This weekend, Sen. Rand Paul will headline a “conservatarian” conference in San Francisco. So, just what is a conservatarian? Hard to say…

[David] Boaz—the leader of the premiere libertarian think tank in the country—had never heard of the term “conservatarian,” and threw some cold water on the idea that this type of libertarianism is a novel idea for Californians.

Which brings us back to the original question—is “conservatarianism” a new, tech-minded branch of libertarianism, or is it the same old philosophy with a shiny new buzzword?

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Potential GOP presidential contender Rand Paul said Wednesday that no one should question Israel’s actions in a time of war.

“I wouldn’t question what they need to do to defend themselves,” the Kentucky Republican told conservative radio host Glenn Beck on “The Blaze.” “These are difficult decisions people make in war when someone attacks you. It’s not our job to second guess.”…

“The first thing I do is say absolutely no money goes to Hamas, no foreign aid gets in the hands of Hamas,” Paul responded. He added that he’d make sure Israel’s defense was well-supplied and funded — and even proposed an Iron Dome equivalent for the United States.

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Paul has donned a yarmulke and danced to Hebrew songs. He has prayed at the Western Wall and visited a prominent New Jersey yeshiva (a religious school where a major GOP contributor served as his tour guide). He’s dialed into one of the country’s most popular Jewish radio programs and held off-the-record conference calls with Jewish leaders across more than 30 states. He has introduced pro-Israel legislation (title: the “Stand With Israel Act”), speechified about it in the Senate, and, relentlessly, sought a private audience with the wealthiest and most influential Jewish Republicans in the nation…

The charm offensive has two goals at its core. The first is to try to establish Paul in the foreign policy mainstream of Republicanism, particularly on the signal issue of Israel, which is of key importance to both Jewish voters and evangelical Christians. The second is to win over, or at the least neutralize, the moneyed class of hawkish Israel defenders—free-spending billionaires Sheldon Adelson and Paul Singer chief among them—who Paul’s advisers know represent among the most significant impediments to his becoming the party’s next standard-bearer…

“I’m not buying it,” said Elliott Abrams, who served as a top national security adviser to President George W. Bush and is now a senior fellow for the Council on Foreign Relations. Paul and Abrams had a private sit-down on Capitol Hill last fall. “You can’t be an isolationist and credibly pro-Israel. The idea that you’re isolationist for every other country and every other issue in the world except Israel just is not persuasive.” (Paul, for his part, vigorously rejects the “isolationist” label.)…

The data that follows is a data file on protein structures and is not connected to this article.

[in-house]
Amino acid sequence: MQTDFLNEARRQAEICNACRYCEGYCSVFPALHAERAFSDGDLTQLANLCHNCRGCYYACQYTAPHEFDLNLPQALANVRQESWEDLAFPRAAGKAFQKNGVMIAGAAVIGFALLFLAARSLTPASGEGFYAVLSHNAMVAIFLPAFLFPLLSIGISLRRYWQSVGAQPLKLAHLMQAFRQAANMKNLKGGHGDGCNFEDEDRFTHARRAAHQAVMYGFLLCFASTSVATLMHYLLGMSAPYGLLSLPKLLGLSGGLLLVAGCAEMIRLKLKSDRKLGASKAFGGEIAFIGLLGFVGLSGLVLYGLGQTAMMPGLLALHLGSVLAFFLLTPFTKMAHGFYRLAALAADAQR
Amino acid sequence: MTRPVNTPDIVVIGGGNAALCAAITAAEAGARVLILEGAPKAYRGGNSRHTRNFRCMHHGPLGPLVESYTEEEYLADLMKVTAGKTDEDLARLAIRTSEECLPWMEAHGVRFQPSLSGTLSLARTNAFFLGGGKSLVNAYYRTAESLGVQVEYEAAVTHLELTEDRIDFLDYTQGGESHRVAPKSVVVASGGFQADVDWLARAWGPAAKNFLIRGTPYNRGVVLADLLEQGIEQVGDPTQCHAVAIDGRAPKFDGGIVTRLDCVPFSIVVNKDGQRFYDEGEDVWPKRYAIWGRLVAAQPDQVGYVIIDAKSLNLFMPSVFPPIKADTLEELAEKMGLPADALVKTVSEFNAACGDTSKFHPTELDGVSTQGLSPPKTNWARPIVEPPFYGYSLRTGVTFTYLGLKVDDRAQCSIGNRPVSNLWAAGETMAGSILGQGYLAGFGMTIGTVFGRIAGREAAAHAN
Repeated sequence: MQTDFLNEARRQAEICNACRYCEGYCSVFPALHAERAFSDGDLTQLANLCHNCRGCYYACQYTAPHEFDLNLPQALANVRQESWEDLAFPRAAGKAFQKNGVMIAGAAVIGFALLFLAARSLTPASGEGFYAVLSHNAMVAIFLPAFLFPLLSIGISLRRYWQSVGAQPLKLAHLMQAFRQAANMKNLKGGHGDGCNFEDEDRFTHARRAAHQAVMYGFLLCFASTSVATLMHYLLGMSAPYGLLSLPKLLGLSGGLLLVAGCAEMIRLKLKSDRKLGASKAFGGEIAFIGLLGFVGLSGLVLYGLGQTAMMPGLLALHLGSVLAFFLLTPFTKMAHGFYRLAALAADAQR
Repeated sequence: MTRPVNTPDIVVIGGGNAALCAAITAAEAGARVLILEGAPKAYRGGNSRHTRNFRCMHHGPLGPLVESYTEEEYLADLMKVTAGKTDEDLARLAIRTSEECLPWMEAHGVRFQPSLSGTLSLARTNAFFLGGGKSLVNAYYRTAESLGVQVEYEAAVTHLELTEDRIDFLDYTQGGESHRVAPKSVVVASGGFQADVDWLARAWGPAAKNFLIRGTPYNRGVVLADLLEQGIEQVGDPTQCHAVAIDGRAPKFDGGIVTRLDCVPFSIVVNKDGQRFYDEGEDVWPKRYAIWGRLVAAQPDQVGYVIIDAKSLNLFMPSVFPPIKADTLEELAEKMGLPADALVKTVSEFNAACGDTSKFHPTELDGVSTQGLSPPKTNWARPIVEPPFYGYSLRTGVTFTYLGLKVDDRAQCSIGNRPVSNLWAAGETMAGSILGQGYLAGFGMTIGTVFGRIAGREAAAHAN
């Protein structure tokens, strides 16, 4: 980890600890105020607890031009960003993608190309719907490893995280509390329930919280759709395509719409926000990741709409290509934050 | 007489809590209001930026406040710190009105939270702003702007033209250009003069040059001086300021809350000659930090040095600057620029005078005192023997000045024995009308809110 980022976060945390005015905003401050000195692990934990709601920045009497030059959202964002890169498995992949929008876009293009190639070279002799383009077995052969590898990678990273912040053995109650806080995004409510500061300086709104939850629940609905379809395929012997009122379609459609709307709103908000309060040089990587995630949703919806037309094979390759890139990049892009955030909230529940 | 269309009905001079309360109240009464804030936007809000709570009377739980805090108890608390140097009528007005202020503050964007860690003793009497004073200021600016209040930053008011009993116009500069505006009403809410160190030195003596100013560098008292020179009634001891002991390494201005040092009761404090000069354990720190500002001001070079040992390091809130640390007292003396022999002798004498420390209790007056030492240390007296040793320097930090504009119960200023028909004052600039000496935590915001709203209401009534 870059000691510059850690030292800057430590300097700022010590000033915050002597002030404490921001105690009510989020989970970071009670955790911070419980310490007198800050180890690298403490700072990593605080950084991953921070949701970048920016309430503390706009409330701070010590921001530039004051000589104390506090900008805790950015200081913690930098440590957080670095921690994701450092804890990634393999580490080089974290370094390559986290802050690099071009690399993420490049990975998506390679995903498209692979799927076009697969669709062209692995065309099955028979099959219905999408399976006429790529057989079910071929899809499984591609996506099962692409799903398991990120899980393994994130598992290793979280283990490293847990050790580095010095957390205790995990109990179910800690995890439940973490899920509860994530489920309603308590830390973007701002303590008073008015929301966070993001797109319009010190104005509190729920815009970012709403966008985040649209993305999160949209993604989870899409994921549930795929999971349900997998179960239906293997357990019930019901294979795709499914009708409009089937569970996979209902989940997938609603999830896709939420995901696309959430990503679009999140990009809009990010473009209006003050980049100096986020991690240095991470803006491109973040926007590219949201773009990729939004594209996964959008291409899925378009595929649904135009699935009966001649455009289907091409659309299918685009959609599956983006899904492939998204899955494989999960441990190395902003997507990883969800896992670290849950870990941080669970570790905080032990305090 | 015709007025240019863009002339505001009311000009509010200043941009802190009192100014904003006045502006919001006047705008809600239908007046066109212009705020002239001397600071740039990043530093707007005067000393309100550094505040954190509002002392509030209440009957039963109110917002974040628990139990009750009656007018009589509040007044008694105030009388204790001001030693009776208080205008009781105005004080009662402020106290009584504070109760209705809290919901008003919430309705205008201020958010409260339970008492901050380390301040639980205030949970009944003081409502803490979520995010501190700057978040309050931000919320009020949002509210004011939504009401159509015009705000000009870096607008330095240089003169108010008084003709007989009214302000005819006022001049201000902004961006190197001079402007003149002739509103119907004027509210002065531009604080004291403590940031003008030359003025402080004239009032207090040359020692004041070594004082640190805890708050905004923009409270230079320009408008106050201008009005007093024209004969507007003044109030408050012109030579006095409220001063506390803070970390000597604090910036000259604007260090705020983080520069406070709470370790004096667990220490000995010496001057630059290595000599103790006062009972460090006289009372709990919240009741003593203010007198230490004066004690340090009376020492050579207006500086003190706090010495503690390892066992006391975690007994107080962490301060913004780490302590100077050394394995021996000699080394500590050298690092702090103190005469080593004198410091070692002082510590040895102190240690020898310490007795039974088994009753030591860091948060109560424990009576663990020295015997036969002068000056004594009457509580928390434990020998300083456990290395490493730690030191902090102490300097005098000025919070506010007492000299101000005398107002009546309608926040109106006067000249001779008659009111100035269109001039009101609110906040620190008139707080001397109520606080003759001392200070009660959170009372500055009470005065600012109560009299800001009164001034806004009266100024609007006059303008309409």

As former Sen. Norm Coleman, an RJC board member and influential Jewish political figure who has been courted by Paul, said, “He’s doing a very good job clearing up the perception that he’s not his dad.”

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Perhaps more interesting than this hawks-versus-libertarians dispute, which is an old argument, is who Paul’s antagonists have been. Both Perry and Cruz are politicians who’ve long been associated with the Tea Party, as Paul has. Perry, in his ill-fated 2012 campaign, warned of “military adventurism,” called for withdrawal from Afghanistan, and advocated cutting off aid to Pakistan. Cruz was lumped in with Paul in the category McCain derided as “wacko birds” after Paul’s 2013 drone filibuster. Yet both Perry and Cruz are anxious to differentiate themselves from Paul by turning him into a peacenik caricature. (As Dave Weigel points out, there is personal animosity behind the Perry-Paul spat.) Paul and his allies, for their part, tend to see a neoconservative conspiracy in the way he’s so often used as a punching bag. In an interview last year, Paul described his antagonists to me as “the perpetual war caucus,” and added, “I think much of their chagrin is they see that we’re winning. They’re on the losing side of history.”

Rand Paul is performing an admirable service for the Republican Party: forcing it to have an uncomfortable family conversation—airing an internal dispute that otherwise might get papered over. A confident and opportunistic politician, Paul is eager to take on his critics; by doing so, he believes he can rid the GOP of the stain of Bush’s policies and expand its appeal among voters alienated by Iraq.